In Exec of Mr Jeffrey Leadley v HMRC TC04007 the tribunal examined who could make negligible value claims in respect of share losses on death.
The taxpayer had invested £50,000 in the shares of two companies and made a loan of £334,784 to another company. Both had become valueless.
He was served with notice to file a tax return for 2009/10 but he died in a motoring accident before he could complete his return
His executors filed his 2009/10 return and they claimed relief for £40,000 of the loss on the shares was set against income arising under s 131 Income Tax Act 2000 which allowed a capital loss recognised under s 24 Taxation of Chargeable Gains Act 1992 to be set against income. The remaining loss of £344,784 was carried forward.
(a) Was the executors’ s 131/ s 24 claim for the loss on the shares to be relieved against against income arising in 09/10 valid?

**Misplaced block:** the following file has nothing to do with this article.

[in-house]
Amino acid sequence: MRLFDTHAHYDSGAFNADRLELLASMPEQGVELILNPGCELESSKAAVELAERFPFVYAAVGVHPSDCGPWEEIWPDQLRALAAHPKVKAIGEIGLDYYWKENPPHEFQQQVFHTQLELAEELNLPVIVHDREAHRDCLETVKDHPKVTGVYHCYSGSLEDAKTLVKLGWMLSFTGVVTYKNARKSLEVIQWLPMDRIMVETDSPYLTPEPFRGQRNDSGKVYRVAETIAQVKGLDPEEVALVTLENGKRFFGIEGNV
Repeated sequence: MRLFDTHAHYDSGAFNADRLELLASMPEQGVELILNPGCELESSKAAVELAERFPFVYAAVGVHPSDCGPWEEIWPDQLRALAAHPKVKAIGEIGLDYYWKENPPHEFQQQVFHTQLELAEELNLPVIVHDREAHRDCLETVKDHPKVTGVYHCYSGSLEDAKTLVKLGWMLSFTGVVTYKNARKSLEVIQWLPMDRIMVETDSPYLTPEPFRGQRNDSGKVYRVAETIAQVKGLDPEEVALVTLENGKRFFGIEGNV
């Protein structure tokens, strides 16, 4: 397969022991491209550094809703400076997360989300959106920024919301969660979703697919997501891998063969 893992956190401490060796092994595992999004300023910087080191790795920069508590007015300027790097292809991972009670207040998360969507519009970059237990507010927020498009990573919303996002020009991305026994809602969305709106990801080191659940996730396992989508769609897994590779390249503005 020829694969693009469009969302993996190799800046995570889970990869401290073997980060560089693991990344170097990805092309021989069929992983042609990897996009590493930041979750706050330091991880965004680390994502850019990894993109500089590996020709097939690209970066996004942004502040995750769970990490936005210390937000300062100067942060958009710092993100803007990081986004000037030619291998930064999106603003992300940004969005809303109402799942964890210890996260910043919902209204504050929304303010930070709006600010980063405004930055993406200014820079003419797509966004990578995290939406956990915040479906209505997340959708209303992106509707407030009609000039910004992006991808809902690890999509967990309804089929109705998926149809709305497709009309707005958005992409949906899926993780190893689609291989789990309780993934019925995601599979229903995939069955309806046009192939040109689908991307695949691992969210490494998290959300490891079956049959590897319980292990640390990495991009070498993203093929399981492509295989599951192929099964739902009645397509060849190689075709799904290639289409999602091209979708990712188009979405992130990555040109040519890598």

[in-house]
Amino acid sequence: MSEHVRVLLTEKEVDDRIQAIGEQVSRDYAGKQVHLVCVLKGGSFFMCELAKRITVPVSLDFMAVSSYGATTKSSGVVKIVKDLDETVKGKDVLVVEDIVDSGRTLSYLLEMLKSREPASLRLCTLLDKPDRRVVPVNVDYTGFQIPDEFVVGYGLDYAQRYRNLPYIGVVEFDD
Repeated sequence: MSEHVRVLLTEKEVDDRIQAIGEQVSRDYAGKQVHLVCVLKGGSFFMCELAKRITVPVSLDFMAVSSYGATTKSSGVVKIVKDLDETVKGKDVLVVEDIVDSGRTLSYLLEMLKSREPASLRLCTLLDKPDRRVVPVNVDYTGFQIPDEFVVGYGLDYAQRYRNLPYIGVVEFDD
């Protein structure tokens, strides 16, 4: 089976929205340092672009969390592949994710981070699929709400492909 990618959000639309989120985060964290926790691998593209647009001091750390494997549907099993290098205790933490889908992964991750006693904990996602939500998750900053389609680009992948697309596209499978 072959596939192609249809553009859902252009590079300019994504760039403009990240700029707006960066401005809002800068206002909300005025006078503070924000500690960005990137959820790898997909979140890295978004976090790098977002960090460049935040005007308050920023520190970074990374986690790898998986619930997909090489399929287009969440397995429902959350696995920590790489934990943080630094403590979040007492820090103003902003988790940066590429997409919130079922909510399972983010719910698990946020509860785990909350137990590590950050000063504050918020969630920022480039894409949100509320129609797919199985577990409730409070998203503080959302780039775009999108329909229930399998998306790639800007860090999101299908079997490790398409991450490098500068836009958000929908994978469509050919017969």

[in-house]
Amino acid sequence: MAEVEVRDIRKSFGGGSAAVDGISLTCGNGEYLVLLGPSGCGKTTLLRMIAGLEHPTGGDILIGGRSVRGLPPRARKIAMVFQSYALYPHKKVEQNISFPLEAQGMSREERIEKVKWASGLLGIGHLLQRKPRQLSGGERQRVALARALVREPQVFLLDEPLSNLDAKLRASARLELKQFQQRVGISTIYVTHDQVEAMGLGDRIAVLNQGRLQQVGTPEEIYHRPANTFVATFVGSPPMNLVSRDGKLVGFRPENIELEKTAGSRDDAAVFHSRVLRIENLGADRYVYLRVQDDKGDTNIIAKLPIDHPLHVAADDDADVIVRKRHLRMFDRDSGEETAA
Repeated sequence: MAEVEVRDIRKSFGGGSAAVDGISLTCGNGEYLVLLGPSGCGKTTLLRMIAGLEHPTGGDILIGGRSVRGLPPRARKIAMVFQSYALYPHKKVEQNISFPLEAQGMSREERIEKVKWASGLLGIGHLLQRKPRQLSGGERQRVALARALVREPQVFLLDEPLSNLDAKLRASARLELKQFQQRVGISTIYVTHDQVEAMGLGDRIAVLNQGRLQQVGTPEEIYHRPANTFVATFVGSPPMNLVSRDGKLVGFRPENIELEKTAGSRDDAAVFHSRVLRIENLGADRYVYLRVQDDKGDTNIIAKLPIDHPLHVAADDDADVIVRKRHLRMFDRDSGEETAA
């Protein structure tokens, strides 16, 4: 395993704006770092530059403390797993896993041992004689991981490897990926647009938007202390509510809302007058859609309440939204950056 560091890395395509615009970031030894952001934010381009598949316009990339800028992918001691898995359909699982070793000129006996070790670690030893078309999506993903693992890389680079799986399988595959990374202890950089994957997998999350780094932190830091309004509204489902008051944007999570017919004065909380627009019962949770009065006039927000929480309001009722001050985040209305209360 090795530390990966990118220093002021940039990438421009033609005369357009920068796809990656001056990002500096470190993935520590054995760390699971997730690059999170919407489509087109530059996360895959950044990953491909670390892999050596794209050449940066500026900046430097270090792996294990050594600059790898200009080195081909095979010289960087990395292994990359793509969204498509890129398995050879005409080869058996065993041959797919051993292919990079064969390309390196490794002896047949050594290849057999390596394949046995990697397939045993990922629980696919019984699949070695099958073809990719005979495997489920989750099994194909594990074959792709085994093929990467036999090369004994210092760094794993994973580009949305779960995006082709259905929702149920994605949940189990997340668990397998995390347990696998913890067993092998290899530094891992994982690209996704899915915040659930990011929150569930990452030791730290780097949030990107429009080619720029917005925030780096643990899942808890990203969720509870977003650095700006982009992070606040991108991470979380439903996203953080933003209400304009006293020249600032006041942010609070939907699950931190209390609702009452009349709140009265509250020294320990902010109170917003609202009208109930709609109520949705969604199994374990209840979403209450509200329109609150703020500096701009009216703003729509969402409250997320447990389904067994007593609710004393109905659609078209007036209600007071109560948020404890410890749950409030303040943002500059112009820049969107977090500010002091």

(b) Could the executors make a claim, relying on s 253 TCGA (relief for loans to traders), to carry forward against capital gains in future years the loss on the loan?
HMRC’s case was that the appellants, as executors, were incompetent to make either claim.
The tribunal found that as a matter of common law the personal representatives of a deceased person become the owner of the deceased’s assets at the moment of his death. Any income arising on those assets after that date is the liability of the personal representatives because it is their income.
The FTT decided that:
On point a) His personal representatives, the executors stand in the shoes of Mr Leadley and so could make a claim in the 09/10 return which returned Mr Leadley’s chargeability to tax.
On point b) there is no provision to enable a s 253 claim by Mr Leadley (or, as in this case, executors representing him) to be used against the executors’chargeability: any carry forward under s 253 failed.
This case has been overturned by the Upper Tribunal.
FTT decision: Exec of Mr Jeffrey Leadley v HMRC TC04007
UT decision: HMRC v Execs of Mr Jeffrey Leadley  UKUT 0111
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